The U.S. Commerce Department announced April 13, 2017, that it is formally initiating antidumping and countervailing duty investigations of biodiesel imports from Argentina and Indonesia. This decision follows a petition that was filed with the U.S. Department of Commerce and the U.S. International Trade Commission on behalf of the National Biodiesel Board Fair Trade Coalition, which is made up of the National Biodiesel Board and U.S. biodiesel producers.
"Initiation of these investigations validates the allegations in our petition, and we look forward to working with the U.S. government agencies during the course of the next year to enforce America's trade laws," said Anne Steckel, NBB Vice President of Federal Affairs.
The National Biodiesel Board and US biodiesel producers also provided testimony to the International Trade Commission on April 13, explaining that Argentine and Indonesian companies are violating trade laws by flooding the U.S. market with dumped and subsidized biodiesel, and how those imports are injuring American manufacturers and workers.
“Make no mistake, 2016 should have been a banner year for U.S. biodiesel producers with demand growth, stable feedstock prices, and regulatory certainty that should have led to profitability and reinvestment in their businesses, but unfortunately that didn’t happen,” said Steckel. “Instead, dumped and subsidized biodiesel from Argentina and Indonesia entered the United States in record volumes, capturing greater market share at the expense of U.S. producers. The loss of market share has left the domestic industry with substantial unused capacity and the artificially low prices these imports are sold at leave American biodiesel unable to get a fair return for their product.”
Because of illegal trade activities, biodiesel imports from Argentina and Indonesia surged by 464% from 2014 to 2016. That growth has taken 18.3 percentage points of market share from U.S. manufacturers.
“Negative margins within our industry due to low-priced imports have had a major impact on our company, with a disproportionately greater impact on smaller producers,” said Robert Morton, co-founder of Newport Biodiesel, a small biodiesel producer from Rhode Island. “We have halted several plant modification projects as a result of reduced working capital, even for modest projects. Because of this, Newport Biodiesel is being limited in its ability to be a productive US green energy company in what is otherwise a growing market.”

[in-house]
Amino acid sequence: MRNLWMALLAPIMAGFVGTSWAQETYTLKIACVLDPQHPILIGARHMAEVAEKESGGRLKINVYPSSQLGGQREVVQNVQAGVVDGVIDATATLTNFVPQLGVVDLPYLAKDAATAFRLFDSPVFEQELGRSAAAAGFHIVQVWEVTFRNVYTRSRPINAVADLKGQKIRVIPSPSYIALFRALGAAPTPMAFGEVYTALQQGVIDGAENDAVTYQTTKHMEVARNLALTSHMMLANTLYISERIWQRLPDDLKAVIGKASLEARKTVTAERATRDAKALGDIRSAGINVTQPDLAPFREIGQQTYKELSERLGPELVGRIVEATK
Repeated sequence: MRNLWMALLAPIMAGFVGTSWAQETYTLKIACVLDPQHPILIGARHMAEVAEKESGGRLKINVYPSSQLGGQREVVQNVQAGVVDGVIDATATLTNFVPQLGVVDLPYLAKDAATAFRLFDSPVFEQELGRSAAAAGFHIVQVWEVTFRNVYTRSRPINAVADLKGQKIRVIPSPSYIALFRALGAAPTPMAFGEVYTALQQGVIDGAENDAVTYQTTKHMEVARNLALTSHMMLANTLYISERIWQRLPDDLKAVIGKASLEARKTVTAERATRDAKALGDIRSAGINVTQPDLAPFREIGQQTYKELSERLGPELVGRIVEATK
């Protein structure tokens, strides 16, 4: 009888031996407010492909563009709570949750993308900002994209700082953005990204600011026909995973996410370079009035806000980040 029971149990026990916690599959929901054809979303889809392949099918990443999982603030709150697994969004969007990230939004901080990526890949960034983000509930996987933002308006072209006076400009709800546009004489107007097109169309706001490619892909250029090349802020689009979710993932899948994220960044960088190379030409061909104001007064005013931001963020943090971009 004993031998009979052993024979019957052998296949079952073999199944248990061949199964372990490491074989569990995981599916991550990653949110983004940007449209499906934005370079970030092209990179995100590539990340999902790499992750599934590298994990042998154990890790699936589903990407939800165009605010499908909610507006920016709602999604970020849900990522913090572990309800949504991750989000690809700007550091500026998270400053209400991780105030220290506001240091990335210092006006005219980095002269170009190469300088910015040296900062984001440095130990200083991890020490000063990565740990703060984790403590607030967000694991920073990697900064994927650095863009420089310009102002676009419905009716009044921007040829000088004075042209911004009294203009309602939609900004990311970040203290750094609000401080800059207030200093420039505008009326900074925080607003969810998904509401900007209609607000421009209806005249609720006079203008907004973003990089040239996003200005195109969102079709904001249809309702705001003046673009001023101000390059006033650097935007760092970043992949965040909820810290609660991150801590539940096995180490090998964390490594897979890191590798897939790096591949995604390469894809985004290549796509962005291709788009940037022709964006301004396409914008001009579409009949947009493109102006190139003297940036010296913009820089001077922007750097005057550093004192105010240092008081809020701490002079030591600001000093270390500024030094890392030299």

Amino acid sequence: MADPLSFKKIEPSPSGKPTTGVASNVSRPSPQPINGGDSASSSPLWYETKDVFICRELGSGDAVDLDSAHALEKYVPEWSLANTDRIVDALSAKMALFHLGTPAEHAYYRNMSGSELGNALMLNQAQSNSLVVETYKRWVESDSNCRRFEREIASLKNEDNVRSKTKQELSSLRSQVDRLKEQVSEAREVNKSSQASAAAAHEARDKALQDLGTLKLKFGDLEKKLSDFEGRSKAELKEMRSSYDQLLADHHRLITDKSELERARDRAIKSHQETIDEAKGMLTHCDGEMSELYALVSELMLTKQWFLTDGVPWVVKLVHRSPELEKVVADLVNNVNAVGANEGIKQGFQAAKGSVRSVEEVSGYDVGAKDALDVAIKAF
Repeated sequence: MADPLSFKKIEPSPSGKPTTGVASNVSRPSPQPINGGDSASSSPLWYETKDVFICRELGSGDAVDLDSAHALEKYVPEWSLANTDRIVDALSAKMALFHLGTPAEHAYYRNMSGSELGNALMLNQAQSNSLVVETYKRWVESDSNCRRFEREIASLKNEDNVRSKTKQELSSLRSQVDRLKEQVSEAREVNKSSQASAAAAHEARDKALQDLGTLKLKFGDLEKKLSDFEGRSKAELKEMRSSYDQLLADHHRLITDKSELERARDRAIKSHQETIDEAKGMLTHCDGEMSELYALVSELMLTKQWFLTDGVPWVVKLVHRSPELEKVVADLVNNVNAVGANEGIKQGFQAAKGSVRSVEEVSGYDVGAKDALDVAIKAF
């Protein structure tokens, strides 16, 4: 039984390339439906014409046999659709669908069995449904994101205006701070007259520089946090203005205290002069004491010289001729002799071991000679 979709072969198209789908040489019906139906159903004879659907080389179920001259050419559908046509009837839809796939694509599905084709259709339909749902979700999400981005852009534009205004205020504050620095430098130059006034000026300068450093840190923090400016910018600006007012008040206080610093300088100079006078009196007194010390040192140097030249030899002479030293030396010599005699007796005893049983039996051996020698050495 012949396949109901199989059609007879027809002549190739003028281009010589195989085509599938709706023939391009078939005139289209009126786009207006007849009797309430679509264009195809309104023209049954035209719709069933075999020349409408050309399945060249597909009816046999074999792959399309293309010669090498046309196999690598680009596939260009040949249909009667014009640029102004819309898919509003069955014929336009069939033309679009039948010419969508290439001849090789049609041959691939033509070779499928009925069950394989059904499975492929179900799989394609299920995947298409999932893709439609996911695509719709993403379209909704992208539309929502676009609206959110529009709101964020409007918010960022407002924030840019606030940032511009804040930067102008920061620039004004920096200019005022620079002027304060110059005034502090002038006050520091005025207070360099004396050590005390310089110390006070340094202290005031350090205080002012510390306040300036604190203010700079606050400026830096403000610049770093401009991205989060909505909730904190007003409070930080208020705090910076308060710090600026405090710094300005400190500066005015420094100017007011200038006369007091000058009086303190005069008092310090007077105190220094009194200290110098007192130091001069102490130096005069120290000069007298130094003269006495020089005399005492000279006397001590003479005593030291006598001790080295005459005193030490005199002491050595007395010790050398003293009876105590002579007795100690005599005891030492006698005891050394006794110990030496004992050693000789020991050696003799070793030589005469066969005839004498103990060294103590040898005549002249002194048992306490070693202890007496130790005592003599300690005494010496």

The adverse impact of dumped and subsidized imports is not limited to America's small biodiesel producers.
“When we see biodiesel from Argentina selling at a discount to the market price of soyoil, the main input into biodiesel, we know we are facing dumped pricing,” said Paul Soanes, CEO and President of Renewable Biofuels (RBF). “The United States is a key market for these exporters, and without a remedy, these unfairly traded imports are likely to continue unabated. That is a further threat to our business.”
According to the Commerce Department's notice of initiation, there is evidence that dumping margins could be as high as 26.54% for Argentina and 28.11% for Indonesia. Commerce's notice of initiation also undertakes to investigate subsidies based on numerous government programs in those countries.
The Commission is expected to make its preliminary decision and vote on May 5, 2017. Following that, the next key step will be when the U.S. Department of Commerce announces its preliminary determinations regarding the estimated rates of subsidization and dumping -- expected on or about August 22, 2017, and October 20, 2017, respectively.
Source: National Biodiesel Board